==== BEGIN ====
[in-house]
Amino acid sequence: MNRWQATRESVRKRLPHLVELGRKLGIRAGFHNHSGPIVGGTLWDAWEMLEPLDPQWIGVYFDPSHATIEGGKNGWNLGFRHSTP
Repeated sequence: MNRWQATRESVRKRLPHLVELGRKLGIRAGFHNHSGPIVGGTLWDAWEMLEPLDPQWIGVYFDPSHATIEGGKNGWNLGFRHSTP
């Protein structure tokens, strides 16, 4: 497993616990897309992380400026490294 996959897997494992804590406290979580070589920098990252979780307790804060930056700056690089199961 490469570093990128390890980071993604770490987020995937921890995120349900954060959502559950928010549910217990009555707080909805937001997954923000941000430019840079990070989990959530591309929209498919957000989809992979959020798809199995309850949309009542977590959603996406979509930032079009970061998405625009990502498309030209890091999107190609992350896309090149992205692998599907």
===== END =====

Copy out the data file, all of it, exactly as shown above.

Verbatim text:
[in-house]
Amino acid sequence: MNRWQATRESVRKRLPHLVELGRKLGIRAGFHNHSGPIVGGTLWDAWEMLEPLDPQWIGVYFDPSHATIEGGKNGWNLGFRHSTP
Repeated sequence: MNRWQATRESVRKRLPHLVELGRKLGIRAGFHNHSGPIVGGTLWDAWEMLEPLDPQWIGVYFDPSHATIEGGKNGWNLGFRHSTP
């Protein structure tokens, strides 16, 4: 497993616990897309992380400026490294 996959897997494992804590406290979580070589920098990252979780307790804060930056700056690089199961 490469570093990128390890980071993604770490987020995937921890995120349900954060959502559950928010549910217990009555707080909805937001997954923000941000430019840079990070989990959530591309929209498919957000989809992979959020798809199995309850949309009542977590959603996406979509930032079009970061998405625009990502498309030209890091999107190609992350896309090149992205692998599907």